In covering MWC 2015 yesterday I talked about the pre-event Sunday consumer product launches. These launches continued into Monday with Microsoft revealing more about Windows 10 alongside some mid-range smartphones. Sony’s press event was notable for both its style and content. Sony took a lower key approach to the show than in previous years. It hinted in interviews that this was part of a wider strategy by the company to shift Sony’s launch calendar, from being around the latest processor updates, to leading with consumer experience improvements.
Looking at the online conversation around MWC on Monday, it unsurprisingly dominated by consumer devices. In particular hardware specifications of the devices, which shows just how much of a mountain Sony will have to climb in trying to change the event narrative away from device ‘speeds and feeds’.
Mark Zuckerberg’s keynote at the event looked to downplay the role of internet.org rolling web access out in the developing world. In the reality his keynote was on the fault line of a chasm between telecoms providers and internet (or ‘over-the-top web’ to use Deutsche Telekom’s parlance) companies such as Google and Facebook.
Messaging stripping away traffic from SMS, Project Loon and Internet.org have all been factors of concern. Google’s announcement that it planned to become a wireless carrier through a global set of MVNO (mobile virtual network operator) agreements hasn’t helped either. César Alierto, chief executive officer of Telefonica talked of moving the debate from net neutrality to a wider digital neutrality in order to create a level playing field for both carriers and internet companies.
This divide between carriers and internet companies has been characterised by Bloomberg as part of a larger US/European digital divide, with large US companies having a greater market capital that they can use to buy up European rivals and push through developments in the face of carrier resistance.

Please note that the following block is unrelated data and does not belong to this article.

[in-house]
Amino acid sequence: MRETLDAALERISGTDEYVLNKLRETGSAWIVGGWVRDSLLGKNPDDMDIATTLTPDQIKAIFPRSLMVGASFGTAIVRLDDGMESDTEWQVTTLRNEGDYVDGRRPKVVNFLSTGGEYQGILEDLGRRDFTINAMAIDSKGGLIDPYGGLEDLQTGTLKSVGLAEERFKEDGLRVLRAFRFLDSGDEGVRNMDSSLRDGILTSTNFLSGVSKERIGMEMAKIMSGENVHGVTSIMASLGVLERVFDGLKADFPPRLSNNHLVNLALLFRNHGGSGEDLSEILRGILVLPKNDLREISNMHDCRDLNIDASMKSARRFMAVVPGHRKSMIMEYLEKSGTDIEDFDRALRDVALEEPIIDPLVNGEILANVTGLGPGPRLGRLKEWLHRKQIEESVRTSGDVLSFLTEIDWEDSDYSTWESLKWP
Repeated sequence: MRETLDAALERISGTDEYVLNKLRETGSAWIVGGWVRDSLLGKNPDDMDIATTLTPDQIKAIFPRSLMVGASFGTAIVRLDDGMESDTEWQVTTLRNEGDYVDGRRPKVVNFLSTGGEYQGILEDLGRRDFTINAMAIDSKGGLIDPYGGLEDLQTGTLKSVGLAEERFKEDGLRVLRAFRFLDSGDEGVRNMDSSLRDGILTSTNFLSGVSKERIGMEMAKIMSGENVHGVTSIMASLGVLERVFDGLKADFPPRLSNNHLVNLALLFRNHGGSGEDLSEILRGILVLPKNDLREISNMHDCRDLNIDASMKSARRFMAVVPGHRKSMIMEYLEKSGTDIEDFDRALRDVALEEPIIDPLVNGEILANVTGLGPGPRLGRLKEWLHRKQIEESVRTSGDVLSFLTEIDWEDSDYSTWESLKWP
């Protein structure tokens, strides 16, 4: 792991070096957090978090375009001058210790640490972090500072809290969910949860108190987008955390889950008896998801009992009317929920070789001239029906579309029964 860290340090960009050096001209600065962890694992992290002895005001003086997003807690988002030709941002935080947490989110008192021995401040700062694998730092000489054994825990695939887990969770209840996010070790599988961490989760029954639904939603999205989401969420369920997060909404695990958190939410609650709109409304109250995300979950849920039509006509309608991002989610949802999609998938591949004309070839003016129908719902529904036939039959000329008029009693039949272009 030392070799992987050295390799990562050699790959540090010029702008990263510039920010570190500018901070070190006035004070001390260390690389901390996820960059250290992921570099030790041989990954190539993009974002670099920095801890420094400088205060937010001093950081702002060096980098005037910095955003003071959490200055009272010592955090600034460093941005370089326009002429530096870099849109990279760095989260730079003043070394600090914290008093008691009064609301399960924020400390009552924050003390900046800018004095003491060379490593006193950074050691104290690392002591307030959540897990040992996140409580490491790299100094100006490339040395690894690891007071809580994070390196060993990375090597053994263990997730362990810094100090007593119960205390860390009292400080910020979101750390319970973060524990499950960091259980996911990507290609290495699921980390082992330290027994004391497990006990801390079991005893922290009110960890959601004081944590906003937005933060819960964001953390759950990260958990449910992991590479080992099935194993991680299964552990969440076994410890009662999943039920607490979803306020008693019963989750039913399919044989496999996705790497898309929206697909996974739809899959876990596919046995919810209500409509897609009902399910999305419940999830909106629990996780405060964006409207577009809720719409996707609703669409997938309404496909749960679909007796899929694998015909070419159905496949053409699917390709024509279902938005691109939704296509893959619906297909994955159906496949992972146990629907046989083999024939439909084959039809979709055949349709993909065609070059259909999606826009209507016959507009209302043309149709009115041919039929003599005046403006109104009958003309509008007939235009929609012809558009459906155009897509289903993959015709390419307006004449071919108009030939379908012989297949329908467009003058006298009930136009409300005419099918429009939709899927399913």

Another gap between the US and Europe was the continued importance of digital privacy at the show. Silent Circle rolled out a more polished version of the GeeksPhone-based Blackphone and a tablet companion. Finnish security company F-Secure promoted its Freedome VPN as a way of dealing with PRISM-style internet data collection. Finnish mobile operating system company Jolla announced SailfishSecure in association with SSH Communications Security.
Digital privacy wasn’t only a business opportunity for gadget makers, but also of concern to telco CEOs, who where concerned that a lack of consumer confidence in privacy would adversely affect business. Vodafone, Telenor, Deutsche Telekom and Telefonica all called for policy makers to provide stronger safeguards for citizens data privacy and digital security. This wasn’t solely altruistic as carriers saw a potential role to play in helping consumers securely manage their digital identity. How realistic that might be after the Gemalto data breach remains to be seen.
Finally, the news that caused most confusion in Racepoint’s European HQ was that Ford showcase prototype MoDe electric bikes at their MWC press conference – I know we don’t get it either.
Rory Cellan-Jones interviews Sony on whether it should walk away from mobile (BBC)
Why Sony didn’t announce the Xperia Z4 smartphone at MWC | The Inquirer
MWC 2015: Google Announces Wireless Carrier Plans By Becoming A ‘Mobile Virtual Network Operator’ | TechTimes
Telcos Demand ‘Digital Neutrality’ | EETimes
Zuckerberg in Barcelona highlights widening US-Europe gap | Bloomberg
Security and Microsoft take center stage as Mobile World Congress 2015 opens | CNet
Telco CEOs see urgent need for privacy, data security | TotalTelecom
Mikko Hypponen To Talk Privacy At The Mobile World Congress | F-secure
Ford unveils ‘MoDe’ electric bike prototypes at MWC 2015 | CNet